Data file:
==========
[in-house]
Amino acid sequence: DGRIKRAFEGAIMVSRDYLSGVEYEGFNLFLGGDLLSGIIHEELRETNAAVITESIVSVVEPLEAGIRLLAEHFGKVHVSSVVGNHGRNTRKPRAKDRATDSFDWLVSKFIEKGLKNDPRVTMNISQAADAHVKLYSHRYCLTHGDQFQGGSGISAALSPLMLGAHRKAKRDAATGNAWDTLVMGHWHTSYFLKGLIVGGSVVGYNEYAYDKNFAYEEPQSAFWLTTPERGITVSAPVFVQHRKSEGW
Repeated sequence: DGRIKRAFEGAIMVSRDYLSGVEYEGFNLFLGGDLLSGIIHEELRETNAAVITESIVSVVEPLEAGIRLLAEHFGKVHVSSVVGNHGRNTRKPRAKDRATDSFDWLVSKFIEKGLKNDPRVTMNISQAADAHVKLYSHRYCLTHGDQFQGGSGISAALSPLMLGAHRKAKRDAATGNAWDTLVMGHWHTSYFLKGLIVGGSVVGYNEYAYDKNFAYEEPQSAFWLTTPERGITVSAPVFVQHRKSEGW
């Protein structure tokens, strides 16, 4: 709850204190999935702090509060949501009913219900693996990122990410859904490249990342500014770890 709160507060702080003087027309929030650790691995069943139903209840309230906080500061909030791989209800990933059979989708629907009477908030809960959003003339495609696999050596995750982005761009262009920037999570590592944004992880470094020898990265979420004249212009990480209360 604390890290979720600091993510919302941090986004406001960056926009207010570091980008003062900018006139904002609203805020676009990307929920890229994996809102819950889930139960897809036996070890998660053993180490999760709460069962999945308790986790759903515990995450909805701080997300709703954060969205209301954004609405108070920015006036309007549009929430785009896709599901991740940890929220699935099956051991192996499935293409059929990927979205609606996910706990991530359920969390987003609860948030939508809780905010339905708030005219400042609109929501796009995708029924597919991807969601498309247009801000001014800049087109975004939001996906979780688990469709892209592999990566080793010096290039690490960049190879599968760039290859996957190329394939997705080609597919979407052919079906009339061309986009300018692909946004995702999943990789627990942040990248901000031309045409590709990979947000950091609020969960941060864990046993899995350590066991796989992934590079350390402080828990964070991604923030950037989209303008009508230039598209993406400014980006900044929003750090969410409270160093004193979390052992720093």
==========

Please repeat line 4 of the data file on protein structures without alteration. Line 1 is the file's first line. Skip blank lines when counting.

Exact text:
């Protein structure tokens, strides 16, 4: 709850204190999935702090509060949501009913219900693996990122990410859904490249990342500014770890 709160507060702080003087027309929030650790691995069943139903209840309230906080500061909030791989209800990933059979989708629907009477908030809960959003003339495609696999050596995750982005761009262009920037999570590592944004992880470094020898990265979420004249212009990480209360 604390890290979720600091993510919302941090986004406001960056926009207010570091980008003062900018006139904002609203805020676009990307929920890229994996809102819950889930139960897809036996070890998660053993180490999760709460069962999945308790986790759903515990995450909805701080997300709703954060969205209301954004609405108070920015006036309007549009929430785009896709599901991740940890929220699935099956051991192996499935293409059929990927979205609606996910706990991530359920969390987003609860948030939508809780905010339905708030005219400042609109929501796009995708029924597919991807969601498309247009801000001014800049087109975004939001996906979780688990469709892209592999990566080793010096290039690490960049190879599968760039290859996957190329394939997705080609597919979407052919079906009339061309986009300018692909946004995702999943990789627990942040990248901000031309045409590709990979947000950091609020969960941060864990046993899995350590066991796989992934590079350390402080828990964070991604923030950037989209303008009508230039598209993406400014980006900044929003750090969410409270160093004193979390052992720093």